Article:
- Goldman Sachs will require its employees and clients to show proof of vaccination against COVID-19 before entering its offices beginning Sept. 7, according to a Tuesday memo. Employees who are not fully vaccinated by that date will be expected to work from home, the bank said.
- The bank, beginning Wednesday, will also require office occupants to wear masks, regardless of their vaccination status, in common areas such as lobbies, elevators, hallways and restrooms, except while seated for eating and drinking, Bloomberg reported. Local health guidelines in such areas as San Francisco and Washington will also require individuals to wear masks at desks.
- Fully vaccinated employees, beginning Sept. 7, will be required to submit to weekly COVID testing — a change to a policy that now applies only to unvaccinated or partially vaccinated, the Financial Times reported.
The revision to Goldman’s vaccination policy comes a day after the Food and Drug Administration granted full approval to Pfizer and partner BioNTech’s COVID-19 vaccine.
The policy shift also makes Goldman’s mandate the toughest among the largest U.S. banks — matching Citi in strictness but requiring a tighter turnaround. Citi this month announced it is requiring employees in New York City, Chicago, Boston and Philadelphia to get vaccinated before they are asked to return to the office Sept. 13.
Goldman’s timeline and stringency also one-ups Morgan Stanley, which said last week it will require employees working from its offices to provide proof of vaccination by Oct. 1. However, the bank does not require mask wearing in its New York headquarters. Morgan Stanley restricted unvaccinated employees and clients from its New York-area offices beginning in July but took people at their word over vaccination status.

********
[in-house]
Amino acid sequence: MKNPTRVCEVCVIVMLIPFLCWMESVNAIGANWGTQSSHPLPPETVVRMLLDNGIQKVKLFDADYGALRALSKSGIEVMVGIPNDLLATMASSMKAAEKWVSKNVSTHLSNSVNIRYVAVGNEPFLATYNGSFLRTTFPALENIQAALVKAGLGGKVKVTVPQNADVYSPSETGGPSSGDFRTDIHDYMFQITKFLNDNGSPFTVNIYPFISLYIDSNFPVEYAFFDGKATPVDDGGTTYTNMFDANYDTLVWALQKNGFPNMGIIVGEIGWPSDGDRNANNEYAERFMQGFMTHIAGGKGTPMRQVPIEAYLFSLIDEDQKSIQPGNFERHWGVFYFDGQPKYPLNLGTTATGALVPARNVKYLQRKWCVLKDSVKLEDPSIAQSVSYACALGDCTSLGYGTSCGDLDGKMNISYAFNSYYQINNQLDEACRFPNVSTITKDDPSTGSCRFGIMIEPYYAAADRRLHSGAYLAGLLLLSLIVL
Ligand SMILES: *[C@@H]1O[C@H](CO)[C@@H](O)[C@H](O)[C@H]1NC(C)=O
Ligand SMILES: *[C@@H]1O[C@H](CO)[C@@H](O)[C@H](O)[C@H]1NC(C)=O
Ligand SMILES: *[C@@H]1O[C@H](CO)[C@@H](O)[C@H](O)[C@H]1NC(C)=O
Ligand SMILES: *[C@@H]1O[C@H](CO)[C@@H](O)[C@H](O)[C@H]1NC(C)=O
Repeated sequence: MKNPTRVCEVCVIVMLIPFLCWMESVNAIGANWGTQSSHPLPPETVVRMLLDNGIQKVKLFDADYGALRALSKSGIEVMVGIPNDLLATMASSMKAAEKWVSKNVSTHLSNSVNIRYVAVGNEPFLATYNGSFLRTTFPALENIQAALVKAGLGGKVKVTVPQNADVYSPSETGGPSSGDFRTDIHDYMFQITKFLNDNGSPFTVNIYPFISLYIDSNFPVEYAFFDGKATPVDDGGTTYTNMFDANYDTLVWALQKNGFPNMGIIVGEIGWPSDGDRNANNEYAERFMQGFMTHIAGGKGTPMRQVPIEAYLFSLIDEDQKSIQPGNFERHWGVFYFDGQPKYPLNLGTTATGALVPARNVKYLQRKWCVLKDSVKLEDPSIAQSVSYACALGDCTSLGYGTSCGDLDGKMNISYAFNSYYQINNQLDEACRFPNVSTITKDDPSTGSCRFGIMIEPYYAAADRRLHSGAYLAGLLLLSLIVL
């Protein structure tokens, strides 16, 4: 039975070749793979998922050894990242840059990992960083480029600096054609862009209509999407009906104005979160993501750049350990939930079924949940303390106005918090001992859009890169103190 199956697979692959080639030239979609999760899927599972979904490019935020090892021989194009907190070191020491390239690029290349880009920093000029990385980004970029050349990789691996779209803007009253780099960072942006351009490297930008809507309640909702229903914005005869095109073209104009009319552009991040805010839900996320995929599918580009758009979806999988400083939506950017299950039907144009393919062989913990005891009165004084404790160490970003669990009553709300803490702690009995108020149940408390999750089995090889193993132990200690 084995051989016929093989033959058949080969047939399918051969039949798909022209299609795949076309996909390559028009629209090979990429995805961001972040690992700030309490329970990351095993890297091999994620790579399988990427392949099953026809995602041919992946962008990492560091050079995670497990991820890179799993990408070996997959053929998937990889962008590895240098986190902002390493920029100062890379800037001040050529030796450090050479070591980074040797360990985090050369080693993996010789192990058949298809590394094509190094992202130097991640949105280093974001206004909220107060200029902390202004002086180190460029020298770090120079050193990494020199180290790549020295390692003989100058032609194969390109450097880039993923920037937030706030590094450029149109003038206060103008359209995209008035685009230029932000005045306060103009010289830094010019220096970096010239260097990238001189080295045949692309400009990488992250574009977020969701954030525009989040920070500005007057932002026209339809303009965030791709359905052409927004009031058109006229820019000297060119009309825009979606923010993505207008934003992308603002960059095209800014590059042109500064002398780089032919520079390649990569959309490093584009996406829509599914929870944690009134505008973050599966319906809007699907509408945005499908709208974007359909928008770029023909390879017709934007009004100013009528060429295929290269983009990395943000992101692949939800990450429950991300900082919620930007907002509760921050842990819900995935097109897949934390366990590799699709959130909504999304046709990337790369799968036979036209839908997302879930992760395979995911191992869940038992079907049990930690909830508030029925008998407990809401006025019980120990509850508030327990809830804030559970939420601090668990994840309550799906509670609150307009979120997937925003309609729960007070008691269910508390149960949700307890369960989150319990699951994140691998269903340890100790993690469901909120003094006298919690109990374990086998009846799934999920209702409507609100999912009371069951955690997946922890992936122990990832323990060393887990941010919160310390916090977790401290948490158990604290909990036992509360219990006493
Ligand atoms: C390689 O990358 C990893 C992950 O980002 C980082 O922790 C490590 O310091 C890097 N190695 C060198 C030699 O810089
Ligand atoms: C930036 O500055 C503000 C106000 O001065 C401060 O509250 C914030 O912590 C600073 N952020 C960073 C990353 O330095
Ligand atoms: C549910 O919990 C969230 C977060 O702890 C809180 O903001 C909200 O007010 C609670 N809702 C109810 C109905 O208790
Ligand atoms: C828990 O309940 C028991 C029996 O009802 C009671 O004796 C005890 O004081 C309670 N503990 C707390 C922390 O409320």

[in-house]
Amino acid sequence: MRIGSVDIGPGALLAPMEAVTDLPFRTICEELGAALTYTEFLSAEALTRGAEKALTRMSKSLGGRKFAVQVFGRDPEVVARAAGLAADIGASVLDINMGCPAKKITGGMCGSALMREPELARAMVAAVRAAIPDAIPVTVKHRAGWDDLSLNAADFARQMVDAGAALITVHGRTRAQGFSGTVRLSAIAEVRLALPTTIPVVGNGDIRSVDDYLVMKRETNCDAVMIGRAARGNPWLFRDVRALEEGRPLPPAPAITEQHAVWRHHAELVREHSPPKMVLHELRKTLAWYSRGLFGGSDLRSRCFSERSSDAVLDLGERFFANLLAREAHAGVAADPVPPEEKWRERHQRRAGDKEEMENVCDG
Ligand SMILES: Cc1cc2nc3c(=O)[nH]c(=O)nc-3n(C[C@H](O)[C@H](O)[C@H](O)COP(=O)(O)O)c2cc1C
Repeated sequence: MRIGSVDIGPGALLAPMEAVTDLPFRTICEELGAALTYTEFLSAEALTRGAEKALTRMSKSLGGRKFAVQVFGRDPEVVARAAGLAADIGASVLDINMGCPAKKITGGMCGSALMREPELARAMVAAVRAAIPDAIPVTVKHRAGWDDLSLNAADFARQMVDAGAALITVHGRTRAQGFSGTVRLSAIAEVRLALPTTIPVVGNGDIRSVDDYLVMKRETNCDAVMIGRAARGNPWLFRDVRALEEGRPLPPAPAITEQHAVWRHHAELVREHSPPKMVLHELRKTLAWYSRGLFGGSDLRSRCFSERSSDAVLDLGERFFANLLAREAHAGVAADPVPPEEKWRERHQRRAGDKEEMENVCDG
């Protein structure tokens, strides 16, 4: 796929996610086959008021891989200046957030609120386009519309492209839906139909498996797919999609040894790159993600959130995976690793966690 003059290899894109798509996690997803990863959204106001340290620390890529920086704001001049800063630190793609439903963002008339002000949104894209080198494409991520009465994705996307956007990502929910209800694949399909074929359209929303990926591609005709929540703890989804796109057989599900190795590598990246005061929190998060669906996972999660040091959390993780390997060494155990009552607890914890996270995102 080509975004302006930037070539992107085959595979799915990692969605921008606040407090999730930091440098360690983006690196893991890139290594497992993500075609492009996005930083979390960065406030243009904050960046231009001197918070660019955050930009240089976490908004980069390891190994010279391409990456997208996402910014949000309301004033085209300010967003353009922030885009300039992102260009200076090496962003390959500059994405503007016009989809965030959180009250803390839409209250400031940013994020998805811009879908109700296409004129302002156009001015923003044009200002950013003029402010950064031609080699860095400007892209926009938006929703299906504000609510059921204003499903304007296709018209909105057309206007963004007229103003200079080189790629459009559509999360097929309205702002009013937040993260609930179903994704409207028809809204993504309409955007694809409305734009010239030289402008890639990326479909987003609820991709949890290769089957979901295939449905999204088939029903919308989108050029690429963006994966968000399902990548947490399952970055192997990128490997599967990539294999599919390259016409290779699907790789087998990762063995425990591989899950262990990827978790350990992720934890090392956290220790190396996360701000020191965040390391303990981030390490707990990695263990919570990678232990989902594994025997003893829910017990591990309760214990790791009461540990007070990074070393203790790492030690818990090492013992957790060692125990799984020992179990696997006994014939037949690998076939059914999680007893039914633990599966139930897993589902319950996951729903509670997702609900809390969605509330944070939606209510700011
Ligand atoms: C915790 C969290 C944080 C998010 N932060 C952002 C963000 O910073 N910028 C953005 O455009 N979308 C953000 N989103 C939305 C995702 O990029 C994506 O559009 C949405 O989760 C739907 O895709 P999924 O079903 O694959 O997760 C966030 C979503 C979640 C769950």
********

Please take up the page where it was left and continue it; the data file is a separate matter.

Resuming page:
Two European banks, meanwhile, have tweaked their own policies toward U.S. employees. Deutsche Bank first announced it would only allow fully vaccinated employees on its U.S. trading floors, citing difficulty in maintaining social distance, then expanded that guidance to restrict unvaccinated staff, vendors and clients from entering its New York headquarters.
Credit Suisse, meanwhile, told its U.S. employees it would postpone its "full return to the office" until Oct. 18, Business Insider reported Tuesday, citing anonymous sources and a memo issued last week. The memo credited "the Delta variant's higher contagion rates" for the altered timeline.
The Swiss bank's employees had been asked to resume "regular full time, in-office work" Sept. 7, the bank’s leaders said this spring. The bank’s offices opened June 14 to vaccinated staff on a voluntary basis. Employees may still come in voluntarily, last week’s memo indicated, but must be vaccinated to do so. Those who have already returned to the office should continue to come in but are not obliged to get vaccinated, the bank said in the memo.
Credit Suisse employees are required to wear masks in common areas such as the lobby, gym or cafeteria but can remove them once they’ve reached the floor where they work, Bloomberg reported.
The Swiss lender is hardly the only bank to push back its office-return timeline. Wells Fargo has delayed its office-return date to Oct. 4. Truist has pushed back the next phase of its reopening from Oct. 1 to later that month or in November. U.S. Bank has postponed its office return indefinitely. And Capital One has delayed its proposed return to Nov. 2 and will require all office-based employees to be vaccinated beforehand.
As for Goldman Sachs, staff can get vaccinated at many of the company’s on-site health centers, the bank said, according to The Wall Street Journal. Employees get a half-day of paid time off for each dose, the publication reported.
Goldman’s policy shift comes as medical organizations and the White House pushed similar protocols.
"The way to regain the upper hand in this fight is requiring vaccinations — specifically vaccine mandates," Gerald Harmon, president of the American Medical Association, said in a statement Tuesday, according to the Financial Times.
President Joe Biden, according to The Wall Street Journal, urged private-sector employers to make vaccines mandatory. "I call on you to do that — require it," he said.
The Business Roundtable, meanwhile, urged state and local policymakers "to support — not impede — companies’ ability to make such a decision."
The U.S. averaged about 141,100 infections a day in the week that ended Monday, according to the Centers for Disease Control and Prevention. That marks a seven-month high and represents a 1,110% increase from the seven-day average at 2021’s lowest rate, in mid-June, the Financial Times reported.